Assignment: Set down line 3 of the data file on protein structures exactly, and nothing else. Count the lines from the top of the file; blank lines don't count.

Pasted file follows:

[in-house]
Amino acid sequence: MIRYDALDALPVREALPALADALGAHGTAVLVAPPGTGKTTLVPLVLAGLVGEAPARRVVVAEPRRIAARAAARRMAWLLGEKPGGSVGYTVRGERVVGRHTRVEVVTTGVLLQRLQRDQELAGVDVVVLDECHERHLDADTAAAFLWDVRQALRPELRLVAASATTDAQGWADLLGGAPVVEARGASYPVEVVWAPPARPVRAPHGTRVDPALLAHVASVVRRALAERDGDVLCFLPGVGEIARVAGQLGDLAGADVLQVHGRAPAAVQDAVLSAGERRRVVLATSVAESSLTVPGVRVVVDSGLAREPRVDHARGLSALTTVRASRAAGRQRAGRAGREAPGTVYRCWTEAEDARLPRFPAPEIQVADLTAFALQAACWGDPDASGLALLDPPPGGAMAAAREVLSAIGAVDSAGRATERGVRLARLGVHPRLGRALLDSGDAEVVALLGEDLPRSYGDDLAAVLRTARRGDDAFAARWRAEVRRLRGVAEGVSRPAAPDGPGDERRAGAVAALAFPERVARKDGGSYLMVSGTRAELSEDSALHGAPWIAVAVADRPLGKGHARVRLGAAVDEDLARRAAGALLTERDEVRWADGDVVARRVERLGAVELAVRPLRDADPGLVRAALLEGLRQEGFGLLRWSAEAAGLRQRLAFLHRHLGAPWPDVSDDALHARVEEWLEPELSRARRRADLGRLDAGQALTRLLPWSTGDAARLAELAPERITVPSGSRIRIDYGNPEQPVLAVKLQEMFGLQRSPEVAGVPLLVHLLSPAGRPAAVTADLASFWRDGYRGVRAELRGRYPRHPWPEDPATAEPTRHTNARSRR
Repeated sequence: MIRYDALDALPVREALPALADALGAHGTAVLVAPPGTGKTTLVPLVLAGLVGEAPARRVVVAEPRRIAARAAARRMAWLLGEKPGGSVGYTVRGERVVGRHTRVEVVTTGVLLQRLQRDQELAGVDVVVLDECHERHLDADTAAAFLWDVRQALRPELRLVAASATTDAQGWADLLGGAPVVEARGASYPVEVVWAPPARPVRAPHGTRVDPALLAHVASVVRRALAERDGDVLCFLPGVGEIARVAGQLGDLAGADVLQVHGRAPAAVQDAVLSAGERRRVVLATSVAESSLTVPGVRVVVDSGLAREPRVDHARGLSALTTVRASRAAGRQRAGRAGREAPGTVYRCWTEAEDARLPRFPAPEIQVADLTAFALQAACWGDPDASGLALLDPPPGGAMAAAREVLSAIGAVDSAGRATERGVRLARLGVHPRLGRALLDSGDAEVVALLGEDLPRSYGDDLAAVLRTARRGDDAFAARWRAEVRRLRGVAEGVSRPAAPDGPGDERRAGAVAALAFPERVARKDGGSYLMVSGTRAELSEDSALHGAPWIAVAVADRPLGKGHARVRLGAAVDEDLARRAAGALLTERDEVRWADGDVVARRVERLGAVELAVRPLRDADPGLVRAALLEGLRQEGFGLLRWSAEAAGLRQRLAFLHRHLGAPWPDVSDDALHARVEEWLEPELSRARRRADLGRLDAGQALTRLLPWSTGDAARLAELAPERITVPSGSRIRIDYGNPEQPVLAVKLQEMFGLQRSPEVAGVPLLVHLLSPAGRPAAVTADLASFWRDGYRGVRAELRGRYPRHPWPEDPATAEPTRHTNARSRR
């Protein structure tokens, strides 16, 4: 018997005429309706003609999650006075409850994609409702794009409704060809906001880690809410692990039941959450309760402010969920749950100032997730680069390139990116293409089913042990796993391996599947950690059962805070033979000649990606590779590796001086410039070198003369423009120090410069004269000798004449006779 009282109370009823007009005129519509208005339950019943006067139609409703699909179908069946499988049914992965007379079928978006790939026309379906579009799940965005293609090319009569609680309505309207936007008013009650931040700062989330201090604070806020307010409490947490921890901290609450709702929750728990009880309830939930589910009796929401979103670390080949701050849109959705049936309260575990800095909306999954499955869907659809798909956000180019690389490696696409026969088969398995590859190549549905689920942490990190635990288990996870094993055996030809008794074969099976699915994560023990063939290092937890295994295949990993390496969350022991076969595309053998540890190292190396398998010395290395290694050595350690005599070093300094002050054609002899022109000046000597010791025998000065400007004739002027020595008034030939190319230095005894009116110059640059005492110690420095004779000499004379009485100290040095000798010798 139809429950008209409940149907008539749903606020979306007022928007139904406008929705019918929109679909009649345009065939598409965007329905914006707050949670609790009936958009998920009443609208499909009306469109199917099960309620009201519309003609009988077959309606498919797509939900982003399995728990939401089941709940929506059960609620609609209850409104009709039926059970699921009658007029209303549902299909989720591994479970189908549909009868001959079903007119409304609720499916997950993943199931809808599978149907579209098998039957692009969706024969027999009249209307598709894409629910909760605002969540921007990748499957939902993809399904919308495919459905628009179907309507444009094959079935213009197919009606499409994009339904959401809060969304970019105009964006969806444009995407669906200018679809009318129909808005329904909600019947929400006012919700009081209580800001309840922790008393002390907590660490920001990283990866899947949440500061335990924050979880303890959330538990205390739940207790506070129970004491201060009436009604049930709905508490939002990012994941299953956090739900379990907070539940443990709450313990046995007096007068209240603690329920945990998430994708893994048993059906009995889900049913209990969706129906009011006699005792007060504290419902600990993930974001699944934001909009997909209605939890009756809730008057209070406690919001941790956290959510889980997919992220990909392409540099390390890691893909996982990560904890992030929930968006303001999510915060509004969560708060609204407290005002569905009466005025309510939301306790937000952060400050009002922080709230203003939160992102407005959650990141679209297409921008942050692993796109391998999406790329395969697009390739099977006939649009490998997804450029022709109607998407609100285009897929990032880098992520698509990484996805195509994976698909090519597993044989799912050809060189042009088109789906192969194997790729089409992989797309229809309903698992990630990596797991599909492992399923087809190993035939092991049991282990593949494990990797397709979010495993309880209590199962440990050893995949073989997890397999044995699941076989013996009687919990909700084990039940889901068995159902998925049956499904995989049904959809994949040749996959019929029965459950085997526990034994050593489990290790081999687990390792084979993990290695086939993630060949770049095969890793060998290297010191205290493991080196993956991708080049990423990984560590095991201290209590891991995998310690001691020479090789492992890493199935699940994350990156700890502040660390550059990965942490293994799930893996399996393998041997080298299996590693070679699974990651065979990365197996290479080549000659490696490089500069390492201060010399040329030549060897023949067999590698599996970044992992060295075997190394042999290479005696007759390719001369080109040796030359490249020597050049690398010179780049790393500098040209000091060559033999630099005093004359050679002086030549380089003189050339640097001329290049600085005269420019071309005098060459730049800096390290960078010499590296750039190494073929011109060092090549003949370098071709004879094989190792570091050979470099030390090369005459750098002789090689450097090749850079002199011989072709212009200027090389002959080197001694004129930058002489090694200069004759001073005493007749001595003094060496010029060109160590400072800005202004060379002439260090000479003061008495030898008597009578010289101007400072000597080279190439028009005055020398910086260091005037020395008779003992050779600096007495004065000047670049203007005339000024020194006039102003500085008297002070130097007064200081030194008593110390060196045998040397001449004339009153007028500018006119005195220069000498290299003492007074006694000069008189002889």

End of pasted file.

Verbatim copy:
Repeated sequence: MIRYDALDALPVREALPALADALGAHGTAVLVAPPGTGKTTLVPLVLAGLVGEAPARRVVVAEPRRIAARAAARRMAWLLGEKPGGSVGYTVRGERVVGRHTRVEVVTTGVLLQRLQRDQELAGVDVVVLDECHERHLDADTAAAFLWDVRQALRPELRLVAASATTDAQGWADLLGGAPVVEARGASYPVEVVWAPPARPVRAPHGTRVDPALLAHVASVVRRALAERDGDVLCFLPGVGEIARVAGQLGDLAGADVLQVHGRAPAAVQDAVLSAGERRRVVLATSVAESSLTVPGVRVVVDSGLAREPRVDHARGLSALTTVRASRAAGRQRAGRAGREAPGTVYRCWTEAEDARLPRFPAPEIQVADLTAFALQAACWGDPDASGLALLDPPPGGAMAAAREVLSAIGAVDSAGRATERGVRLARLGVHPRLGRALLDSGDAEVVALLGEDLPRSYGDDLAAVLRTARRGDDAFAARWRAEVRRLRGVAEGVSRPAAPDGPGDERRAGAVAALAFPERVARKDGGSYLMVSGTRAELSEDSALHGAPWIAVAVADRPLGKGHARVRLGAAVDEDLARRAAGALLTERDEVRWADGDVVARRVERLGAVELAVRPLRDADPGLVRAALLEGLRQEGFGLLRWSAEAAGLRQRLAFLHRHLGAPWPDVSDDALHARVEEWLEPELSRARRRADLGRLDAGQALTRLLPWSTGDAARLAELAPERITVPSGSRIRIDYGNPEQPVLAVKLQEMFGLQRSPEVAGVPLLVHLLSPAGRPAAVTADLASFWRDGYRGVRAELRGRYPRHPWPEDPATAEPTRHTNARSRR